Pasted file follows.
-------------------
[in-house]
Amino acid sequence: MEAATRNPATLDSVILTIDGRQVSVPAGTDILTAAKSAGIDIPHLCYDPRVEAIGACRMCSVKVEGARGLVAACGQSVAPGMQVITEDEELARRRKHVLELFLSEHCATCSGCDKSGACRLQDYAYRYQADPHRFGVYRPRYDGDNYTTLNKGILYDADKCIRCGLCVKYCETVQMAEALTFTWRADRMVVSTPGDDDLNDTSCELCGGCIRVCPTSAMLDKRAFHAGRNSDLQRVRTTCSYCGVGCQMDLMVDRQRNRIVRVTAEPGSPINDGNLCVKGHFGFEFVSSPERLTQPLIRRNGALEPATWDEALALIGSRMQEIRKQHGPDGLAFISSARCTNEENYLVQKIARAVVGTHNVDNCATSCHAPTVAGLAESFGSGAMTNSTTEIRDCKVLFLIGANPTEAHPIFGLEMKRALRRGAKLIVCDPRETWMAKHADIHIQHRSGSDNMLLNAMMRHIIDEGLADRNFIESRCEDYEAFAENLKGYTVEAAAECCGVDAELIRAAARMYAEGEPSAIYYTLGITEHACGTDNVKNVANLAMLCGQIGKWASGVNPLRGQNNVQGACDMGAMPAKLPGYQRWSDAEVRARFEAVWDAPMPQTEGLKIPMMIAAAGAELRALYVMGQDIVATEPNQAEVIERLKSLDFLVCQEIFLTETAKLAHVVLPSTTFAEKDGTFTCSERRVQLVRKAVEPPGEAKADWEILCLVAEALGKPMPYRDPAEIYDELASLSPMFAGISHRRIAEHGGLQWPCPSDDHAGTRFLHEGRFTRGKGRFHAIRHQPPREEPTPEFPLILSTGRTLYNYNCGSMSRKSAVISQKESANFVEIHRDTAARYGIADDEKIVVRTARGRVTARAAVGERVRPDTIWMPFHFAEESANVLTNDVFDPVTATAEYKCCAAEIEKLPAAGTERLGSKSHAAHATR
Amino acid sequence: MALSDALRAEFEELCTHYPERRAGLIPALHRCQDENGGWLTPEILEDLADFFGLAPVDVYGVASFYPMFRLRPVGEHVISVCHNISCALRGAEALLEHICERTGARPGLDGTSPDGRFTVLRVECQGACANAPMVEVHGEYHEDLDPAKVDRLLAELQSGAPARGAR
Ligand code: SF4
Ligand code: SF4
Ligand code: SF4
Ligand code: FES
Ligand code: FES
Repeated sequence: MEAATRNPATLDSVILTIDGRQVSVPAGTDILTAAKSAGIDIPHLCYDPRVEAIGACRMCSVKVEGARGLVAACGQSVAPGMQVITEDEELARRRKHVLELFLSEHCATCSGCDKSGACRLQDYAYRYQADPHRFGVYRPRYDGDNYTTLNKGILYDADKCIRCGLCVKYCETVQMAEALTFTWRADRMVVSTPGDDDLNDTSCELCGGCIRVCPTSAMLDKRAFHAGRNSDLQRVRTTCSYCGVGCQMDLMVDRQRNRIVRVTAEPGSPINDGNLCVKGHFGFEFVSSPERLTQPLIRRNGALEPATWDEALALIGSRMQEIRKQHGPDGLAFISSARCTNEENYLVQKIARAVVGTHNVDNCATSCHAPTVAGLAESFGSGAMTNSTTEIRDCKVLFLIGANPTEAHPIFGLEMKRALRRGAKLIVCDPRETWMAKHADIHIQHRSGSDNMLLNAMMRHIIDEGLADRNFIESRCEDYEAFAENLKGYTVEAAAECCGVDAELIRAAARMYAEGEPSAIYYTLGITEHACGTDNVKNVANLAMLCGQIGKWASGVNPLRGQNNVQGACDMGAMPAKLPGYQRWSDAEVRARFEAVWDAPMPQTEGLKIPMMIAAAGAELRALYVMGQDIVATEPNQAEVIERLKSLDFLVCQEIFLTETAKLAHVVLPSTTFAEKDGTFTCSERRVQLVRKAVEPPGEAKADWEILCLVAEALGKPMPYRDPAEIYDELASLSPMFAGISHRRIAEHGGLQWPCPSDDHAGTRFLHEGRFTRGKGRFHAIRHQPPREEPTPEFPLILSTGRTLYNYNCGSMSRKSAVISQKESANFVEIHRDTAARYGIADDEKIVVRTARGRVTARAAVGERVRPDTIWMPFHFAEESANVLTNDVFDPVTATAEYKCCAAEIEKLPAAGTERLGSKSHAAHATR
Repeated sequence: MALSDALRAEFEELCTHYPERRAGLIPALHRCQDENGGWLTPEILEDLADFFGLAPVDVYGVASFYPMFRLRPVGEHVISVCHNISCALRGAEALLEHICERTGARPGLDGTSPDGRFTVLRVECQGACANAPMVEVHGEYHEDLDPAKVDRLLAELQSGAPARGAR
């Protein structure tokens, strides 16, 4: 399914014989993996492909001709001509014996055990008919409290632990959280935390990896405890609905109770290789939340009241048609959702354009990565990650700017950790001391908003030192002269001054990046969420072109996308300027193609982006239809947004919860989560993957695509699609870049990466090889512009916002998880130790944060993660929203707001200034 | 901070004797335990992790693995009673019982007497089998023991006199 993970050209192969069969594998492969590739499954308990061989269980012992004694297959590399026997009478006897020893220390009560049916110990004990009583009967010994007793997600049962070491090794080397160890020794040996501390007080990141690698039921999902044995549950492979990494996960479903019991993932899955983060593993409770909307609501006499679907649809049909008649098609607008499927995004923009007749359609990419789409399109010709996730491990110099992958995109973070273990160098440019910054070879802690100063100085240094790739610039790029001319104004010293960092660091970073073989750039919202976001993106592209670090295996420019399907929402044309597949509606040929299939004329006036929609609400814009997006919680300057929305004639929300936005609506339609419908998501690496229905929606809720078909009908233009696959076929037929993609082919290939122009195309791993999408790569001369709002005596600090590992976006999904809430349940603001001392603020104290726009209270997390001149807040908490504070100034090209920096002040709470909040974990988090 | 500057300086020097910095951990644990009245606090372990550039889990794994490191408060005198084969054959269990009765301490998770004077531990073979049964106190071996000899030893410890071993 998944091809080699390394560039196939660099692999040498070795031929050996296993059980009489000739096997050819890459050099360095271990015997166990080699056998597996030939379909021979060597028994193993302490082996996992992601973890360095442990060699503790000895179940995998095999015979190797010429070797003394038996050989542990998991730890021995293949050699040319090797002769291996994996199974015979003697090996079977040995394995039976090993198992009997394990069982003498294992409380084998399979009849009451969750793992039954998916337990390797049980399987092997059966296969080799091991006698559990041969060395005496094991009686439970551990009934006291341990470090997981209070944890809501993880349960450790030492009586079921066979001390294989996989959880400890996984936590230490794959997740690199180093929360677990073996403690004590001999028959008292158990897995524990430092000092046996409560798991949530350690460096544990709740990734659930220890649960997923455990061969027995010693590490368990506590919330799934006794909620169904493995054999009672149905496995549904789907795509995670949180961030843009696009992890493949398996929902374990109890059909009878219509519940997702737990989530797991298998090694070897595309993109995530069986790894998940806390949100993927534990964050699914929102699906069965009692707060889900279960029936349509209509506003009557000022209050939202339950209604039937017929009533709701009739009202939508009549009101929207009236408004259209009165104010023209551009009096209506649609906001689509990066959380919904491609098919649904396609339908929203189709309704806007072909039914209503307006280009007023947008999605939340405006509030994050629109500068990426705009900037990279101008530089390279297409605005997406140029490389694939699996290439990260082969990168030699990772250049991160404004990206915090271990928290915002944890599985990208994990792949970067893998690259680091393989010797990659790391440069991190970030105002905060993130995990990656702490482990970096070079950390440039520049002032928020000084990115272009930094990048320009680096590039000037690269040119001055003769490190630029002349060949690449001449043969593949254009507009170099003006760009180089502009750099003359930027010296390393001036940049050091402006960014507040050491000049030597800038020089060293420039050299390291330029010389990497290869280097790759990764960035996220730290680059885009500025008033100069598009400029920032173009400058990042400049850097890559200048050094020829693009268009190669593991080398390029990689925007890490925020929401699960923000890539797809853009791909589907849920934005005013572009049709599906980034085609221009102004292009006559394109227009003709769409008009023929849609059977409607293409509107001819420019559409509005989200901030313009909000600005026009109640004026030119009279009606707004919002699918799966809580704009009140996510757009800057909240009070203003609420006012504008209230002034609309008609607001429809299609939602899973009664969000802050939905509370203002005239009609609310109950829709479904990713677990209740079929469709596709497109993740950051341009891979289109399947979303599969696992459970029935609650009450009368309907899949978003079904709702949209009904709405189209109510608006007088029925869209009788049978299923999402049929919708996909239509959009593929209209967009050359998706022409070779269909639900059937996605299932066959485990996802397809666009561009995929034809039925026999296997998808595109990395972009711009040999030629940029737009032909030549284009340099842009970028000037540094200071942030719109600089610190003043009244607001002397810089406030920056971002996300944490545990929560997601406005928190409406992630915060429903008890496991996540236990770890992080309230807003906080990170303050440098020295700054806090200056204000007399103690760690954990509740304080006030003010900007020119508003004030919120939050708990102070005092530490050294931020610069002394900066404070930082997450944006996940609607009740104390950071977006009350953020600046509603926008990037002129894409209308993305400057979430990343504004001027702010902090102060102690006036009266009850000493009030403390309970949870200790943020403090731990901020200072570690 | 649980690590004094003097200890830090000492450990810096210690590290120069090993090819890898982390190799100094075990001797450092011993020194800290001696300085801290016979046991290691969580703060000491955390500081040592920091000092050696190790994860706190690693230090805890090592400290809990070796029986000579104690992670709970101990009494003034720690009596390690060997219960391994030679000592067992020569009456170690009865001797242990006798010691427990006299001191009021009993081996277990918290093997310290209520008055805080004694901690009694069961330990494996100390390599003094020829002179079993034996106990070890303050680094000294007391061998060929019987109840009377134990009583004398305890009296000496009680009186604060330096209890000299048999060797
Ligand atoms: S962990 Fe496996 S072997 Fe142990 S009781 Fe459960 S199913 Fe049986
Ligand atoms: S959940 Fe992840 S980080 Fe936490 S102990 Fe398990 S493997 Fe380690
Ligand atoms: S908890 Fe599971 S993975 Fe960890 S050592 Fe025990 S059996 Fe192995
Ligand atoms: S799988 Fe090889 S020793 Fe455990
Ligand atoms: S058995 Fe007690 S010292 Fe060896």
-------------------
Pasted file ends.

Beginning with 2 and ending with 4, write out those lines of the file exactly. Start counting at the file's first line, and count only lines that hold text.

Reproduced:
Amino acid sequence: MEAATRNPATLDSVILTIDGRQVSVPAGTDILTAAKSAGIDIPHLCYDPRVEAIGACRMCSVKVEGARGLVAACGQSVAPGMQVITEDEELARRRKHVLELFLSEHCATCSGCDKSGACRLQDYAYRYQADPHRFGVYRPRYDGDNYTTLNKGILYDADKCIRCGLCVKYCETVQMAEALTFTWRADRMVVSTPGDDDLNDTSCELCGGCIRVCPTSAMLDKRAFHAGRNSDLQRVRTTCSYCGVGCQMDLMVDRQRNRIVRVTAEPGSPINDGNLCVKGHFGFEFVSSPERLTQPLIRRNGALEPATWDEALALIGSRMQEIRKQHGPDGLAFISSARCTNEENYLVQKIARAVVGTHNVDNCATSCHAPTVAGLAESFGSGAMTNSTTEIRDCKVLFLIGANPTEAHPIFGLEMKRALRRGAKLIVCDPRETWMAKHADIHIQHRSGSDNMLLNAMMRHIIDEGLADRNFIESRCEDYEAFAENLKGYTVEAAAECCGVDAELIRAAARMYAEGEPSAIYYTLGITEHACGTDNVKNVANLAMLCGQIGKWASGVNPLRGQNNVQGACDMGAMPAKLPGYQRWSDAEVRARFEAVWDAPMPQTEGLKIPMMIAAAGAELRALYVMGQDIVATEPNQAEVIERLKSLDFLVCQEIFLTETAKLAHVVLPSTTFAEKDGTFTCSERRVQLVRKAVEPPGEAKADWEILCLVAEALGKPMPYRDPAEIYDELASLSPMFAGISHRRIAEHGGLQWPCPSDDHAGTRFLHEGRFTRGKGRFHAIRHQPPREEPTPEFPLILSTGRTLYNYNCGSMSRKSAVISQKESANFVEIHRDTAARYGIADDEKIVVRTARGRVTARAAVGERVRPDTIWMPFHFAEESANVLTNDVFDPVTATAEYKCCAAEIEKLPAAGTERLGSKSHAAHATR
Amino acid sequence: MALSDALRAEFEELCTHYPERRAGLIPALHRCQDENGGWLTPEILEDLADFFGLAPVDVYGVASFYPMFRLRPVGEHVISVCHNISCALRGAEALLEHICERTGARPGLDGTSPDGRFTVLRVECQGACANAPMVEVHGEYHEDLDPAKVDRLLAELQSGAPARGAR
Ligand code: SF4